Every function is supported by multiple elements If every element performs multiple functions, every function, in turn, should be supported by multiple elements. If one of the functions on your site is to harvest water, support that function by having rainwater barrels attached to your gutters. You might also excavate and plant a rain garden that collects runoff from your sidewalk or driveway. Using groundcovers amongst your perennials or mulching your garden between the rows encourages water infiltration and maintains soil moisture. Diversity, redundancy, and variation in a natural system increases that system’s ability to adapt and rebound during adverse conditions. If one element in your system fails, you will still have other elements that can harvest water. If you want your system to be as resilient as nature, then you must mimic the diversity of ways in which nature maintains and supports itself.

Permaculture in Bozeman
At its core, permaculture helps people become more self-reliant through the design of productive gardens, farms and communities. Its aim is to create resilient communities and relocalize economies. There are a lot of initiatives in Bozeman already. Some of the work is being called permaculture and some of it is under other names but follows the same principles.

Edible Properties
Every year, interest in Master Gardener courses and my Spring gardening workshops seems to increase. Not only are homeowners and renters planting vegetables, some are thinking about fruit trees and berry bushes. Setting up more perennial plantings, that come back year after year and take less work once established, gets us closer to a system of ‘permanent agriculture.’

Community Gardens
The city of Bozeman has three community gardens, at Langhor Park, Westlake Park, and behind City Hall. Plots function as a yearly rental space, which can be renewed year after year. This gives people who don’t have a yard the opportunity to grow some of their own food and to learn from other gardeners. In addition, Spring Creek Community Garden, which is privately owned, is an innovative gardening concept. Rather than having your own individual plot, Spring Creek has an in-ground greenhouse and is set up like a small farm. Its 30+ members collectively plant, maintain, harvest and preserve the vegetables that are then shared amongst them.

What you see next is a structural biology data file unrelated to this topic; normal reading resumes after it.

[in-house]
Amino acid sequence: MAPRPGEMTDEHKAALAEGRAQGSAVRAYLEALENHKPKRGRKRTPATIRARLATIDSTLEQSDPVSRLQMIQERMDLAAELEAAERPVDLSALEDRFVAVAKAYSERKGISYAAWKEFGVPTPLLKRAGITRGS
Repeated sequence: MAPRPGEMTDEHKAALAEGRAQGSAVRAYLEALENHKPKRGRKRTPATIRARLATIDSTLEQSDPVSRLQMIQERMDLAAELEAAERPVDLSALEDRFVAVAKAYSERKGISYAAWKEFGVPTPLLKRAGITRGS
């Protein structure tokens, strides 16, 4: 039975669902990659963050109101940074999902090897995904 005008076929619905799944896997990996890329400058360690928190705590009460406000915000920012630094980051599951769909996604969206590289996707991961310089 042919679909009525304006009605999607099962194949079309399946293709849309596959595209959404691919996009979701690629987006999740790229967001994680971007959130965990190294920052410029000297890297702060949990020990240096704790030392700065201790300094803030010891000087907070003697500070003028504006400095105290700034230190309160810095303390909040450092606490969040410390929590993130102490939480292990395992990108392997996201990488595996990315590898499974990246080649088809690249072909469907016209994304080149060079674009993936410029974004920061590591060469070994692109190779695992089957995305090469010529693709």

Community Networks
Through my business, I hold gathering once/month as a way to bring people together around growing food. Whether it’s potlucks during the growing season or film nights during the winter, these are opportunities for people to come together and create beneficial connections with one another. Just as the species in a forest create beneficial connections with one another, we can do the same in our human relationships.   

The Montana Women of the Dirt is an e-mail group that has grown to over 200 women from south-central Montana who raise crops, food, and animals in an effort to better their own lives. Women of the Dirt members not only share information about growing food but actual resources like straw, manure, plants, and animals. It’s a beautiful network of like-minded women who also meet regularly for potlucks and gatherings.

Food Forests
A food forest is the concept of mimicking the architecture of a woodland ecosystem but instead incorporates fruit and nut trees, shrubs, herbs, vines and perennial vegetables. On a couple commercial properties just south of Kagy Boulevard on Fairway Drive, there are small food forests of fruit trees and berry bushes. Cherry, pear and plum trees are surrounded by gooseberries, raspberries, currants, strawberries, and rhubarb. Students from the Sustainable Foods and Bioenergy Systems program have also started to design and implement a food forest landscape on the North end of Townes Harvest Garden, along Garfield St. In addition, a small public food forest, one that would be open to the public for demonstration and harvest, is also planned for the new Story Mill Community Park in North Bozeman.  

Farmers’ Markets
The Bozeman Winter Farmers’ Market, in addition to the two summer farmers markets at Bogert Park and the Gallatin County Fairgrounds are great examples of setting up more food secure communities. If you’re unable to grow some of your own food, there are so many options in our area for local vegetables, meat, cheese, grain, jams, and bread. Buying local at farmers markets, grocery stores and other local businesses is one of the best ways to foster a resilient local economy.

I live in North Bozeman, just south of a subdivision where new houses are popping up weekly as people continue to move to our city. Last year, Gallatin County pushed past the 100,000 resident mark. As a city, Bozeman already has several vibrant initiatives that promote and advance the goals of permaculture. As we see our population increase, however, using permaculture principles to design not only our properties but our community would go a long way in terms of making our region more food secure, livable, walkable, and sustainable.